Look at the newly elected president Lula of Brazil: he just said stuff about [Ukrainian president Volodymyr] Zelensky that, if I were to say anywhere other than Rumble, I’d be a heretic. And I don’t really like the feeling of political vagrancy that’s been brought around, but I would rather be a vagrant than not be able to speak the truth. Those appear to be the options now. Frankly, I think that this is caused in part by the smearing of dissenters.
When we discuss Chris Smalls on our show, someone who’s heading up a unionization drive at Amazon, I do that because I believe that low-paid workers have the right to unionize. I’m against the collusion that’s taken place between the state and Big Tech and social media platforms during the last few years.
I may be wrong from a spiritual perspective; I’ve tried to continually recognize if I don’t know what I’m talking about. I just want to be open and stay connected to what are called Sesame Street values: kindness, compassion, openheartedness. And there is no advantage in cutting other people out of the debate. I know that my heart is about democracy, that I don’t know what’s right for you and your community in your family. And I don’t even know what’s right for myself, sometimes. What I want is the ability to assess information openly and not to sense continually that there’s a thumb on the scale, that the only information that we’re given is information that will lead to advantages for elites.
It seems to me that the effort and the ability to marginalize dissent is as powerful as ever. I don’t necessarily want to say it’s more powerful than it has been. There were obviously brutal efforts to suppress things like the civil rights movement and other social movements. But it seems to me, in this technological world we live in, the ability to censor and crush and marginalize dissent is as powerful as ever.
When you are out there, speaking undebatable truths about — let’s use what you just said, workers being crushed — that’s obviously happening. You’re out there, you’re talking about it. And because of who you are and what you’re saying, there is an effort to marginalize you, almost gaslight you, to portray you as some kind of crazy person. How do deal with that internally?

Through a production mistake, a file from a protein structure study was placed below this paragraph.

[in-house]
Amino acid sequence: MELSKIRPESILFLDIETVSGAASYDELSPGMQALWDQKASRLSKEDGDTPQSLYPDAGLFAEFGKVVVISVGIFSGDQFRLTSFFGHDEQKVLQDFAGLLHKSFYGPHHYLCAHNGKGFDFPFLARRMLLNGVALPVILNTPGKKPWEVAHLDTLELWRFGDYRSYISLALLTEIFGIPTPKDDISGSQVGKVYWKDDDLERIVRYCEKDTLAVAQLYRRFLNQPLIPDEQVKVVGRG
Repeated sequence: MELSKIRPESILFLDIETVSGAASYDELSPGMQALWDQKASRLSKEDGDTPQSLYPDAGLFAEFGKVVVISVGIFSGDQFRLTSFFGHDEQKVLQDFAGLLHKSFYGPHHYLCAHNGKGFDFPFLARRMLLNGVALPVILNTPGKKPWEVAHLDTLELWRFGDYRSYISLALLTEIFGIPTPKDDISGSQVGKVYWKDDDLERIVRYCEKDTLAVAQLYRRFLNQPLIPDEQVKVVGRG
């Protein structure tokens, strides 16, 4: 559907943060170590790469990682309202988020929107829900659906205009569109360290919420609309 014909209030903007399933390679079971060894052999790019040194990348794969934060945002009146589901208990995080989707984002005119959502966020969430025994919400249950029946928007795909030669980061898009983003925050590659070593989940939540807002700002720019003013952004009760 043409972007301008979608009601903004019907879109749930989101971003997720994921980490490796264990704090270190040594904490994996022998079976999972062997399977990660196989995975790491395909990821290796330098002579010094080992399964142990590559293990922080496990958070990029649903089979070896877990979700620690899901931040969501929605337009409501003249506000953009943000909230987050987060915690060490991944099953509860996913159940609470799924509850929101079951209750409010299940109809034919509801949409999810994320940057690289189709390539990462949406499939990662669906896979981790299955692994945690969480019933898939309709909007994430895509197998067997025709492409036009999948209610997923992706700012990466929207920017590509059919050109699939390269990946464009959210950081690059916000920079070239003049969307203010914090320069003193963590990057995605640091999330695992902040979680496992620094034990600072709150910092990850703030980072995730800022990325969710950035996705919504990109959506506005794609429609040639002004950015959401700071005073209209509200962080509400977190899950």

I remember that, first and foremost, my beliefs are spiritual rather than political: my political beliefs are a reflection of my spirituality. I believe in God. I come from a background where I’ve experienced poverty, where I’ve experienced the addiction. I’ve been through this giddy carousel of fame and accessed its abundance, its voluptuousness, the saccharine treats that it offers you. In its own way, it’s sort of delightful, and it’s certainly distracting. But I’ve never forgotten — you can’t forget, it’s stitched into you — who you are and where you’re from.
When I witnessed the condemnation that took place during Brexit and Trump, something didn’t sound right to me, something didn’t feel right — the attempt to demonize and marginalize ordinary working people — to find critiques that would justify the silencing of those voices made me sick. I’m not politically adept enough to understand whether or not Brexit was the right thing to do, whether close ties with the European Union is economically advantageous for the majority of Britain. But what I do know is that I do not like to hear great swathes of the population have their interests condemned and neglected and their beliefs criticized.
The professional elite establishment decided that they don’t like working people and that they’re not willing anymore to stand up for their rights. And if that means demonizing them, and finding ways to say that their rights should be neglected, then so be it. So, I feel like a necessary component of being an effective voice is facing the ire of the establishment. And I know what I want, I know what my shortcomings are, I know that I can be vain and self-interested. But I also know that I care about people and that I’m willing to be of service and I’m willing to change, that I’m not so caught up in being right about this stuff that I’m not willing to be open. I don’t think that we should be contributing to the ongoing polarization that’s taking place. We have to move toward each other in a somewhat openhearted way.
In a sense, that’s happening culturally anyway, because of necessity. A few years ago, you wouldn’t have had Chomsky describing Trump as one of the only antiwar voices. You wouldn’t have had Bernie Sanders appearing on Fox News. Some people argue that the terms that we ought to be using today should be centralized authority versus peripheral dissent.
The problem facing voices of peripheral dissent is we often come with critiques and without solutions. Maybe the real problem is that we’re unwilling to face, at this point in history, that centralized authority, at this scale, is no longer tenable — that you can’t live in nations of 300 million people or 60 million people. Democracy ought to be as absolute as possible, and power ought be devolved. To live in a nation or on a planet means having to cohabitate with people whose views you do not share.